Guitar Gear Review: Bare Knuckle Pickups The Mule Humbucker Set

As a set, The Mule humbuckers are a bit of a surprise to me. I wanted a BKP Riff Raff set (review coming soon!) as a bit of a comparison to an Angus Young set I have. And… Bare Knuckle suggests that the Riff Raff bridge and The Mule neck is their offering for a Jimmy Page set (also coming soon!). So… let’s cover all the bases, right?. And I am glad I did.

The Mule humbucker is squarely in the “vintage” category of BKP’s offerings. Nonetheless, this set handles more modern styles of music like a champ. There are a lot of opinions of what a ’59 PAF should sound like. Many players move toward a bigger, beefier, scooped sound that we are told a ’59 should sound like. Years of boomy lows directed me to want that more airy, chimey, open character that we only read about.

Thanks to Bare Knuckle, that disparity is a memory. The Mule set delivers a voice of authority while maintaining an open vibe. And it’s like that right out of the box. No need to fiddle around with swapping magnets or other homebrew modifications. How cool is that?

For this evaluation, The Mule set is in the trusty double hum test guitar. Each pickup gets an independent series/split/parallel wiring that goes to the Switchcraft 3-way toggle. It is all going through my regular tube preamp and also the Fractal Axe-FX that I am checking out. Then out to a few 4 x 12 cabs, currently loaded with Peavey Sheffields or Celestion Vintage 30s.

You might look at the specs and see the Alnico 4 magnets. If you want something for a certain 70s jam band character, The Mule is a superior option. Still, The Mule is a product with several years in it’s belt and is not to be pigeonholed. You can expect that I hit it with higher gain levels and multiple musical genres. The Mule set definitely gives back as good as it gets.

The overall character has a good balance, giving things an even response. The lows have punch and depth. No boom and no flab. The midrange vacillates between a snarl and a growl, allowing for excellent solo work across the board. And the highs are polite, with a bit of sweetness and a smidge of bite. Never shrill and never soft. As such, The Mule is nicely touch sensitive and very responsive to picking styles.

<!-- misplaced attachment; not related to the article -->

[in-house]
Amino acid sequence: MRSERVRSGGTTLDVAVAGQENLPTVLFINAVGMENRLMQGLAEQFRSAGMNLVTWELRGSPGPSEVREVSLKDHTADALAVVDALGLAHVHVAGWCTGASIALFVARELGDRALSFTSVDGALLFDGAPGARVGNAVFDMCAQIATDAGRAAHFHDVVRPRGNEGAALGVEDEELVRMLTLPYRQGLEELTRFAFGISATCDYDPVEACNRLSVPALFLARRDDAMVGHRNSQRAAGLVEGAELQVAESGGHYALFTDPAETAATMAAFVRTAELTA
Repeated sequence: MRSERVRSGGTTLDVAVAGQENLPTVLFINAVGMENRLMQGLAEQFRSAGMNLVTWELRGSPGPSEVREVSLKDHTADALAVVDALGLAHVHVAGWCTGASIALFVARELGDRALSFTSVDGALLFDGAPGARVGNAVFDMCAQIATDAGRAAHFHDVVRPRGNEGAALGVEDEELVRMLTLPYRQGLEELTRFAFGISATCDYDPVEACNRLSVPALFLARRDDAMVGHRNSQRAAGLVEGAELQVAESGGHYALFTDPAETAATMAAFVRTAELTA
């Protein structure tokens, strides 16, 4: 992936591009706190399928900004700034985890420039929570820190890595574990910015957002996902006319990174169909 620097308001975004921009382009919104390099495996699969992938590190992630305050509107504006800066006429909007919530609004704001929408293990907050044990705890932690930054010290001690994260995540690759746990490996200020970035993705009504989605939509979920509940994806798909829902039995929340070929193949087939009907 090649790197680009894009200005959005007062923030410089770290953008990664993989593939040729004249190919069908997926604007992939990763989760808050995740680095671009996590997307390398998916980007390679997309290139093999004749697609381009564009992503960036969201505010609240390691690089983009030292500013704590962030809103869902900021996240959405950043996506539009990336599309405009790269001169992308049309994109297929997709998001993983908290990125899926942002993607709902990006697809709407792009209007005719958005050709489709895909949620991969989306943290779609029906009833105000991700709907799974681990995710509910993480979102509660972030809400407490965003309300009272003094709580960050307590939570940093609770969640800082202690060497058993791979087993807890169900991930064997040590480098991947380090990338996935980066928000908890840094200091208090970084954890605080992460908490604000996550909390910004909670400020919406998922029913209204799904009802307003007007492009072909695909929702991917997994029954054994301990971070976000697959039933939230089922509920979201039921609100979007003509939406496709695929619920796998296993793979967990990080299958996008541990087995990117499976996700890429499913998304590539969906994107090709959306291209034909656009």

In addition, you guys should know that I’m a cranky bastard when it comes to neck position humbuckers. A woofy fat farty neck tone is what got me to start looking at other pickup companies after decades of using the same brand. In all fairness, there have been a few BKP neck pickups that did not do it for me. Yet, the Nailbomb and VHII neck humbuckers do deliver. Hence, it says a lot that I can give The Mule neck a sweet high five.

Listening to dirty amp setting, The Mule set’s range runs from rude blues to biting aggressive hard rock. The middle switch position has some really groovy blues rock lead work territory. Conversely, while considering clean amp tones, things are just as versatile. Full chords that reveals each note and presents a nice bloom. Funky jazz comps. Pristine and chirpy single notes. I did find nicer clean option in the middle and neck positions, or by rolling back the volume a bit in the bridge.

Lay your peepers on these specs:

The Mule bridge
Series – 8.515 K
Inductance – 4.924 H
Split N – 4.363 K
Split S – 4.152 K
Parllel – 2.129 K
Magnet – Alnico 4

The Mule neck
Series – 7.354 K
Inductance – 3.777 H
Split N – 3.728 K
Split S – 3.626 K
Parllel – 1.839 K
Magnet – Alnico 4

And for your ears, listen to this demo of The Mule from Bare Knuckle:

Purchasing option include potting preference, mounting leg length, 2 or 4 conductor lead, bobbin color, different cover options (and there are a LOT of cover options!), and bridge position pole spacing. The Mule comes in 6, 7, and 8 string versions.